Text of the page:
As it happened, most of what Ickes uttered into his phone in a Virginia hotel lounge that recent afternoon was punctuated with so many expletives that it was unquotable in this magazine. But that call was like hundreds he is making each week now as Hillary Clinton's top superdelegate hunter, the person stalking, hectoring and sometimes winning over new supporters from among the nearly 800 elected officials, party leaders and activists who will almost certainly choose the next Democratic nominee.

Ickes' superdelegate search had the feel of utter futility only a few weeks ago, when both math and momentum seemed to rule Clinton out of contention. But then came her 9-point win in Pennsylvania, highlighting Barack Obama's persistent weakness among Catholics, senior women, Hispanics and blue-collar workers, and the self-aggrandizing return of the Rev. Jeremiah Wright to the political spotlight. These two events have played perfectly into a pitch Ickes had been making to superdelegates for months: that "we don't know enough about Obama" to make him the nominee. "The one thing we Democrats don't need is an October surprise," insists Ickes. "And the last five weeks have shown us that there may still be much to learn about him. With Hillary, there's not much left to learn."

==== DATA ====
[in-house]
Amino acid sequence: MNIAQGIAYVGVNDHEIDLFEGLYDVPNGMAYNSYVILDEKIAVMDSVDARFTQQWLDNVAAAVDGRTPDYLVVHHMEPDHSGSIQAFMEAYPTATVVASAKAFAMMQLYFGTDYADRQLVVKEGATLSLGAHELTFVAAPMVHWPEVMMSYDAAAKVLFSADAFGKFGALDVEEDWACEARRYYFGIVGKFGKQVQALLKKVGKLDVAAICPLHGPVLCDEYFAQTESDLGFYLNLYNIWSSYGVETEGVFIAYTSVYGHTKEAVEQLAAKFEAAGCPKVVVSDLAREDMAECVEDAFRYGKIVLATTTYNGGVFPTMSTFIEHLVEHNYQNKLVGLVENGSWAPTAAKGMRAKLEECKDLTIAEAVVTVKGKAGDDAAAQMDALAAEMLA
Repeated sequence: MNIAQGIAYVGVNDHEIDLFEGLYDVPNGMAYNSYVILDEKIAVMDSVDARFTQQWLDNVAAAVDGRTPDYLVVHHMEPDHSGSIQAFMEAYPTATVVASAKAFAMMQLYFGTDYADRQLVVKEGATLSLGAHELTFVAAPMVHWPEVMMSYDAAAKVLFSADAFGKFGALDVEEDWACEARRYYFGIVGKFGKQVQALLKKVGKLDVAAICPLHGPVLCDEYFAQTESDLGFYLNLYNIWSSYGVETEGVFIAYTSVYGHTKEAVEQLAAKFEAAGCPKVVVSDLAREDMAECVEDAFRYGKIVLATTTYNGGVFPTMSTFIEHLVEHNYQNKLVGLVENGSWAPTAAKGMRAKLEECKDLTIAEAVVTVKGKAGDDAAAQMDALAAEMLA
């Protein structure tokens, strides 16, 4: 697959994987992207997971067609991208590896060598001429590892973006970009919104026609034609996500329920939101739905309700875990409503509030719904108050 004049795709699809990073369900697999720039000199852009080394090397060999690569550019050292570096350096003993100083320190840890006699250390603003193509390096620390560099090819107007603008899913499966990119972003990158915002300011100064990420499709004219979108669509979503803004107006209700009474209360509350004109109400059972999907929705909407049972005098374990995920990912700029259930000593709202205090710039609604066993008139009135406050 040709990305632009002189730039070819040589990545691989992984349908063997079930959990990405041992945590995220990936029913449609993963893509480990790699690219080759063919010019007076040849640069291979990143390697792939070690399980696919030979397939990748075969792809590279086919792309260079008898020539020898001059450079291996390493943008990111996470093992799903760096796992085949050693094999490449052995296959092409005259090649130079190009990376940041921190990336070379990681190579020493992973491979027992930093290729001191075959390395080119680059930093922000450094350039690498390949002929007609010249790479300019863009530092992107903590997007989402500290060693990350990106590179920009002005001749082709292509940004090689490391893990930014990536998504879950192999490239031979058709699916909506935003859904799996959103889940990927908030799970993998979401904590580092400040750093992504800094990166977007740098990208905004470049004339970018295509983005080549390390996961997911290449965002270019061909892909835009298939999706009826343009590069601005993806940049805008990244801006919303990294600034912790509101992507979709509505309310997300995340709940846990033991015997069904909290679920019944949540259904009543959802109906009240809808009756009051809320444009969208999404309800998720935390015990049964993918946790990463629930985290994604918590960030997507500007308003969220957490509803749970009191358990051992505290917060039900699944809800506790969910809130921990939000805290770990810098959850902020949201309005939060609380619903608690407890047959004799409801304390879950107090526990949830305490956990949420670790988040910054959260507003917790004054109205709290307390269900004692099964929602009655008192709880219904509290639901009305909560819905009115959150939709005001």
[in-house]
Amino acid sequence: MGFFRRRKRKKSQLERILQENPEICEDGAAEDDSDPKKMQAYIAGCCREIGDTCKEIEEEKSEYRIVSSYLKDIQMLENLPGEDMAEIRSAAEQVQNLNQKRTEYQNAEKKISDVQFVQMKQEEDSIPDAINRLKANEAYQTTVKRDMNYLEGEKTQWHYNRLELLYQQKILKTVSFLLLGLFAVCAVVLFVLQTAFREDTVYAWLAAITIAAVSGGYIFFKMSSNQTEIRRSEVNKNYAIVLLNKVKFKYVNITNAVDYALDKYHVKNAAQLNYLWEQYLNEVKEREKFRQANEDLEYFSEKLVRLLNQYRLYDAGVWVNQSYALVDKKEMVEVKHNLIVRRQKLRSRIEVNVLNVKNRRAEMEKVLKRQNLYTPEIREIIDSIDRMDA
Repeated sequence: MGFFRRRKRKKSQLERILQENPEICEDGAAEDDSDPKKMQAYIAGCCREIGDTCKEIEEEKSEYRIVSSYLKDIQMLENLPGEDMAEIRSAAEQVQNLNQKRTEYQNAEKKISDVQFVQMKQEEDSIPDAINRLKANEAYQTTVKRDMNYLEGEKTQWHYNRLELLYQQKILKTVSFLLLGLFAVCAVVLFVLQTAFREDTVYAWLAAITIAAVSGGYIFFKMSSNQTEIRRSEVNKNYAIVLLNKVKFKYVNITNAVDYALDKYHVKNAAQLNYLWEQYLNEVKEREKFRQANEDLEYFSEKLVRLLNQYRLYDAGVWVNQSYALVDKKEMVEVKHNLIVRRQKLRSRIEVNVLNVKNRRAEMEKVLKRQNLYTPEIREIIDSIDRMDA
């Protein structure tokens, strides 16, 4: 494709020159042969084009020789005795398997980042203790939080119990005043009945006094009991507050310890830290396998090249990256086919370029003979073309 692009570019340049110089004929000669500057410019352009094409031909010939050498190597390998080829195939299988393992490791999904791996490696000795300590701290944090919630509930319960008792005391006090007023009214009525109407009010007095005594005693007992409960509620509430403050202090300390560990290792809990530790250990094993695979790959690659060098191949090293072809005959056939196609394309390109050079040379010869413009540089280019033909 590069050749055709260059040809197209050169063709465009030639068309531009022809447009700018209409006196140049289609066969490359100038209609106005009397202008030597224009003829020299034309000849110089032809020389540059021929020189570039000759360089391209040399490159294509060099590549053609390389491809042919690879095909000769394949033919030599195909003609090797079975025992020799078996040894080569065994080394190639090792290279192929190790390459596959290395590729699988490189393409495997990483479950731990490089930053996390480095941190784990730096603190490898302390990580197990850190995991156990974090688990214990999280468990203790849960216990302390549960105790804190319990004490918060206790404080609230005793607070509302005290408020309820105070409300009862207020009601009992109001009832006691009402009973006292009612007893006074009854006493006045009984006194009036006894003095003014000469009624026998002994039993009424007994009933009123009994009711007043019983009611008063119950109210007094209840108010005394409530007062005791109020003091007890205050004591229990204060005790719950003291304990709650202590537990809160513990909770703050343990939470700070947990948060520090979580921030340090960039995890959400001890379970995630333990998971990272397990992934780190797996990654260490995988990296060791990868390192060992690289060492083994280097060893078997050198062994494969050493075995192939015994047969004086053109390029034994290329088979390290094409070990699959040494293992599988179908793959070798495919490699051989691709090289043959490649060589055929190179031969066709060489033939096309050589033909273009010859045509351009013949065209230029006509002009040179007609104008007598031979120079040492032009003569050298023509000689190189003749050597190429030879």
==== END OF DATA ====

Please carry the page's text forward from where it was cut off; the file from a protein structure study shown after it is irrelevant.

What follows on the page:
Gone too, argues Ickes, is the other big strike against Clinton: that she's not as electable as Obama in a matchup against John McCain. Polls have lately shown Clinton faring better than Obama against McCain--in one recent poll, 7 points better--in part, Ickes says, because of her enduring popularity with key Democratic constituencies in the states that matter the most in a general-election campaign.